German ambassador in favour of keeping second foreign language compulsory in Czech schools
The Czech Ministry of Education has recently sparked a debate with a proposal to make the learning of a second language in Czech primary schools voluntary rather than compulsory as it is at present. While many teachers have welcomed the idea, a group of foreign diplomats to Czechia have openly spoken against it. Among them is German ambassador to Prague Andreas Künne, who explained his position to Radio Prague International.
“I am convinced that every language you speak really is a window into a new world, into a new way of thinking and the more languages you speak, the richer you are as an individual.
“Obviously I agree that it is necessary that everyone speaks English. Yet even in today’s Europe you won’t get very far with just English in many places.
“English might be enough to get something to eat as a tourist, but if you want to understand anything about how others think and why they are doing what they are doing, you will need to make an effort at learning their language.
“Regarding the current debate on whether the teaching of a second foreign language in Czechia should be compulsory, I would ask: should we do away with an important subject just because there are difficulties in teaching, or should we rather try and improve the system?”
Nowadays children in Czech primary school have a wide choice of second languages they can choose from. Why would you say it is important for them to learn German?
“Let me stress that this isn’t just about German. It really is about supporting multilingualism and about bringing Europe close together. That’s why it was so important to me and my French, Italian and Spanish colleagues that we act in unison.
“It is at least as much about Europe, from our perspective as well as from my own perspective, as it is about German.
“But coming to your question, Germany and Austria are immediate neighbours of the Czech Republic, our economic ties are extremely close and so are our cultural ties.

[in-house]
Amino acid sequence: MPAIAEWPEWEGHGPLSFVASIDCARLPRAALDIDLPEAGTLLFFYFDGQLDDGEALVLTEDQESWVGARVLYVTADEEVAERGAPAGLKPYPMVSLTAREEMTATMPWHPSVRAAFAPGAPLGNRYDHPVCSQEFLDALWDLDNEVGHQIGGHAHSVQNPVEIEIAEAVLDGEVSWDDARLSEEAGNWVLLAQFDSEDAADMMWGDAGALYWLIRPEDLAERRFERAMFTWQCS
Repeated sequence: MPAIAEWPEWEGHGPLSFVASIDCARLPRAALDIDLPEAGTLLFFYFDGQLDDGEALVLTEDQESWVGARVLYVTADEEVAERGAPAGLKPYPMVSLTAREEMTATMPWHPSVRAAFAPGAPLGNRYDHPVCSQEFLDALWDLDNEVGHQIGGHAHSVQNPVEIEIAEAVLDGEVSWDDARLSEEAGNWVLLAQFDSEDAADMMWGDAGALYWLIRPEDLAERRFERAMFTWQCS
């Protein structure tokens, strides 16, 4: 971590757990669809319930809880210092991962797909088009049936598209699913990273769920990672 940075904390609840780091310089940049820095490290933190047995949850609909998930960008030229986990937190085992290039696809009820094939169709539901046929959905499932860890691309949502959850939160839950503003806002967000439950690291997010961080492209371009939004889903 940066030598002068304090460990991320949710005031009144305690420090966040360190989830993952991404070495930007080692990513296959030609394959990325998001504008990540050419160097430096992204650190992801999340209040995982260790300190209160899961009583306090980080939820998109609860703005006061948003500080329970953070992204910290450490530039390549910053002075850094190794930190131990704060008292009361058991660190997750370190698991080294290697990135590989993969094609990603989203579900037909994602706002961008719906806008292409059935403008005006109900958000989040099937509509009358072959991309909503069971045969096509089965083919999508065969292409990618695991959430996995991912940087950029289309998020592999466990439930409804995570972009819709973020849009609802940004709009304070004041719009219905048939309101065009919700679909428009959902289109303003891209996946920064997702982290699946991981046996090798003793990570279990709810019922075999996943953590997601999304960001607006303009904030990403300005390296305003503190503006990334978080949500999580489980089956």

“Speaking German opens the doors to German companies. We share an 800-kilometre-long border with Czechia and I would also like to mention that German is the most widely spoken mother tongue in Europe. So I do believe these are all very strong reasons for learning German.”
I know the German embassy has been involved in promoting the learning of German as a second language. What do you think can be done to increase its popularity among Czech schoolchildren?
“I know that German has the reputation of being difficult, but I am trying to learn Czech at the moment and all I can say is that German is a lot less difficult than Czech.
“But seriously, we are not unhappy about the number of Czech students studying German. At the same time, the better obviously is the enemy of the good.
“So what we are trying to do is help students and their parents figure out where you can learn German through elementary schools all the way to the high school exams.
“We bring interested students and companies together with our “šprechtíme” campaign, we have a very active Goethe institute, we train teachers, we try and contribute to improving the curricula, we support students of German at universities and so on.
“So we do engage in a lot of activities and again I think the numbers prove us right thatthere is obviously always room for improving even a good thing.”
As you have already said, we share a common border and there are thousands of Czechs commuting to Germany and Austria for work. Is German a significant advantage for those searching for a job in your country?
“The brief answer would be yes. I am convinced that of the commuters we have – there are tens of thousands of commuters, between 40 and 60 thousand – ninety percent of them do speak German. And you would find it very difficult to enter the German labour market without speaking any German.
“Even if you work for a German multinational company, where English is supposedly the number one language. You will find yourself excluded from some of the really interesting conversations.
“And it’s no coincidence that also the German-Czech Chamber of Commerce and Industry here in Prague have publicly declared their opposition to making the learning of second foreign language optional.”